It’s difficult to tell whether beard rap apologist Action Bronson hates lesbians or is completely obsessed with them. Either way, the word dyke makes plentiful appearances on the Flushing, Queens MC’s latest collaboration with veteran L.A. producer Alchemist, “Rare Chandeliers.” Were it not for the hash-stained big boy spliffs that perpetually hang from Bronson’s lips in interviews, videos, and concerts, one might guess that the workwear draped MC had just chopped down an entire forest somewhere in British Columbia (to the soundtrack of ‘Superfly’). Bronson has been known to instagram snapshots of duck confit and compose deeply offensive tweets about your mom’s p****, and then rap about it. This character is in fine form on “Rare Chandeliers,” as the 320-pound chef-turned-rapper curates an exhaustive thirteen-course rehashing of 90’s rap, the art of braggadocio, and your mom’s p****.
The recent Warner/Vice signee has had an enormous year, releasing two mixtapes, two full-length albums and a number of show-stealing guest verses, all of them brimming with his signature tightly-packed syllables and gourmet witticisms. While his debut “Dr. Lecter” (produced entirely by unheralded New York beatsmith Tommy Mas) might remain his chef-d’oeuvre, “Rare Chandeliers” is his tangiest, most sonically dynamic offering yet.
The most distinctive aspect of “Chandeliers” is the effect the Alchemist’s rich extraterrestrial soundscapes have had on Bronson’s flow and cadence; the producer sneakily teleports Bronson’s 90’s rap aesthetic into an all-audio 70’s Blaxploitation flick. After establishing himself as one of the foremost purveyors of that grimey New York sound of Mobb Deep in the early 2000s, the Alchemist went into relative hiding for a half decade or so, recently exploding into an enormously productive 2012. On “Rare Chandeliers,” he weaves the skull-breaking hard drums that have historically characterized his signature sound into the more abstract and experimental layerings he’s been exploring in recent years past.
Bronson effervescently floats above in a smoke-spewing spaceship, grafting various non-humble brags and iterations of his preference in females onto his signature nasal flow. The project’s lead single, ‘The Symbol,’ received a zany and hilarious blaxploitation-style music video recently – Harvard rap nerds like myself will rejoice at its shout-out to the illustrious institution: “My brain was sculpted at Harvard.” The reference makes an uncomfortable amount of sense alongside the song’s introductory spoken credo: “Fuckin’ throw up on the floor shit. Get the cleanin’ lady, my bad.” I digress.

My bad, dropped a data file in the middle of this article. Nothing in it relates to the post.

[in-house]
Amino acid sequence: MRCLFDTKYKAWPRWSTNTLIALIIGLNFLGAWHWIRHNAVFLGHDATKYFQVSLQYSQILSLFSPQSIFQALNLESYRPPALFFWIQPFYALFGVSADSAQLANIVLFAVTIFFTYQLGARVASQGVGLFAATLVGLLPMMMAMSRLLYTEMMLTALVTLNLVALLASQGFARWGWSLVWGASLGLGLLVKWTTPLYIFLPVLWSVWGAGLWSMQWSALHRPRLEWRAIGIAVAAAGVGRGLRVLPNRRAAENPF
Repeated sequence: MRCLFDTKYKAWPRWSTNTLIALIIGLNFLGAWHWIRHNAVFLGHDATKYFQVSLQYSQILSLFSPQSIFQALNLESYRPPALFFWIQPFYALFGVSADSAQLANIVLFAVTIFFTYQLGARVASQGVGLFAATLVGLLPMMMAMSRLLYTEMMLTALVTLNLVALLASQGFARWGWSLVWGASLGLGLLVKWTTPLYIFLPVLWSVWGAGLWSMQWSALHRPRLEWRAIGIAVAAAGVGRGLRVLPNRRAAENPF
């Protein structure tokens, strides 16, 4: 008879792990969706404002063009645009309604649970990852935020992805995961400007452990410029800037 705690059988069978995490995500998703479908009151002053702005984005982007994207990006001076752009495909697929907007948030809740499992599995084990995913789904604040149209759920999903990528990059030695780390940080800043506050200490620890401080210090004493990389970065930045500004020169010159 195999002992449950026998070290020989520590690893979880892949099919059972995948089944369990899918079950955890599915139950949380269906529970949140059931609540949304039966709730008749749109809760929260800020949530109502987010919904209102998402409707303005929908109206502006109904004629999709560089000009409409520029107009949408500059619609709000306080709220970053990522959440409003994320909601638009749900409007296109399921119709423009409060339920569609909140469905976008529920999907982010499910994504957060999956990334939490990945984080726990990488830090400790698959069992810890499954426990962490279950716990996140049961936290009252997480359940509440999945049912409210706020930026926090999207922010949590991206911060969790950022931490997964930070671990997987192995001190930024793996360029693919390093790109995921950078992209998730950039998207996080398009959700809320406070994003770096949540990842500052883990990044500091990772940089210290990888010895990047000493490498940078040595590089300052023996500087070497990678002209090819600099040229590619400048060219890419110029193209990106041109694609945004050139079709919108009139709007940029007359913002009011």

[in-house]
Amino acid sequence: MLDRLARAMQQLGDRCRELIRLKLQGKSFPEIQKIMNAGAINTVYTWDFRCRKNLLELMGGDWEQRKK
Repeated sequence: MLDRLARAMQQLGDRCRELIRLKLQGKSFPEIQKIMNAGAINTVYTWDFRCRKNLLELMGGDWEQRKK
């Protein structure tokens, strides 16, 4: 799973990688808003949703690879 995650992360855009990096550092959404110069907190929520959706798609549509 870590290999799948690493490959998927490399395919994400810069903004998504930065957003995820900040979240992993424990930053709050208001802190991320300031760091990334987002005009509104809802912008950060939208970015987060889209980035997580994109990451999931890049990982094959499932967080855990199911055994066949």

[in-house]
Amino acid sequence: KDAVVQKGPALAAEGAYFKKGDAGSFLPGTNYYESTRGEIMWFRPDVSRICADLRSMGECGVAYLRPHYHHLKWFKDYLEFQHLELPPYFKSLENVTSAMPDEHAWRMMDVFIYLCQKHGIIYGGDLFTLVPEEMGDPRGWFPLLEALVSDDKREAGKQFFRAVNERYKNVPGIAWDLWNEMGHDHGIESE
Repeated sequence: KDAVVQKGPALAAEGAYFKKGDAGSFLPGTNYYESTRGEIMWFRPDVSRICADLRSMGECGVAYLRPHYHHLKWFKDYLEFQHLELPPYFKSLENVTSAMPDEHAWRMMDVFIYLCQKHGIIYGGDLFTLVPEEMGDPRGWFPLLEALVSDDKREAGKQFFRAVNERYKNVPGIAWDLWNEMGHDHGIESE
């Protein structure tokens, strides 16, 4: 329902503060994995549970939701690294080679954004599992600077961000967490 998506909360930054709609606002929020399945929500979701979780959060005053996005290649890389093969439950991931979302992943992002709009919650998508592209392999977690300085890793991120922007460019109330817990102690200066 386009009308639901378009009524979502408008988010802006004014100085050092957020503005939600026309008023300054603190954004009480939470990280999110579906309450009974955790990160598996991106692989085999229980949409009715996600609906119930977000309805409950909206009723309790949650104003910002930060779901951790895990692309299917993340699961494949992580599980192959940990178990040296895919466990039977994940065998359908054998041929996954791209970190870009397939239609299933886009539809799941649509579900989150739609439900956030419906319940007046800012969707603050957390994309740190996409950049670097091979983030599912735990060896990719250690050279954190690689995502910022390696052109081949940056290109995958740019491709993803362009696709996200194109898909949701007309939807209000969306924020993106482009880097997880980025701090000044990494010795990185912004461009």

On the album’s centerpiece, ‘Randy The Musical,’ the duo rifle through beats, the Alchemist shifting the dial frantically at Bronson’s command between three barely-contiguous productions. Action sounds like a hungry 007 atop a triumphant arrangement of Motown horns, bragging: “Drivin’ gloves with some Asian bitches rubbin’ me with some sponges/ Expensive lunches, wagers offa hunches.” After briefly jogging over a gritty, whirring two-note loop that sounds like a refracted RZA beat, Bronson interrupts Alchemist again, requesting that he, “slow it down a little man, slow it down 30 gigahertz.” The chemist finally finds the right groove: an ice cold, mellow collection of Rhodes keys and yawning strings. Bronson hits the nail on the head, proclaiming that his “Kush is by prescription, prolific in the kitchen/ People on my dick because I’m vicious with the diction.” The song contains everything that is right with “Rare Chandeliers.”
‘Demolition Man’ is another standout; Schoolboy Q’s frantic ad-lib-laden tough guy talk provides a welcome alternative to Bronson’s hypersyllabic routine. While Q arguably steals the show, Action still sprinkles in the song’s most memorable line: “I lace my shoes tight, I’m ready for the paper chase/ I like my girls with African bodies and Asian face.” Bronson invites New York’s underground champ Roc Marciano to a toe-to-toe on ‘Modern Day Revelations,’ a bombastic soul-shifting Alchemist backdrop. Marciano lays rich, menacing punchlines in a gravelly baritone: “The older ladies scream preach, my gun was in reach/ We run the streets, rock fleece and bubble geese.” On ‘Bitch I Deserve,’ Bronson and Evidence go head-to-head with a wistful arrangement of keys and horns. Bronson does what he does best, tying five tightly-wrought syllables into a chuckling reiteration of the classic “have sex with lots of girls” rap motif: “Strip a vixen out the blouse/ Put the pickle in her pouch.” The project’s finale, ‘Michael Vick,’ will most likely be decried by the perpetually, endlessly hatin’ ass organization called PETA. Action Bronson gets existential with the animal brutality trope: “When you down the people kick you, when you up the bitches lick you/ Chill dogs, don’t wanna have to Michael Vick you.”
I could keep trying to produce fancy words about my favorite moments in the album, but put basically: “Rare Chandeliers” will have you chuckling and choking on smoke, while you feel like an asshole. There’s only one semi-dud on the project: the Styles P-featuring ‘Gateway to Wizardry,’ so it’s pretty impossible to get bored for the just under 40 minutes Bronson raps for. Need I say more? Probably not. Action Bronson doesn’t give a flying f***, or – for that matter – a stinking s***, what I think.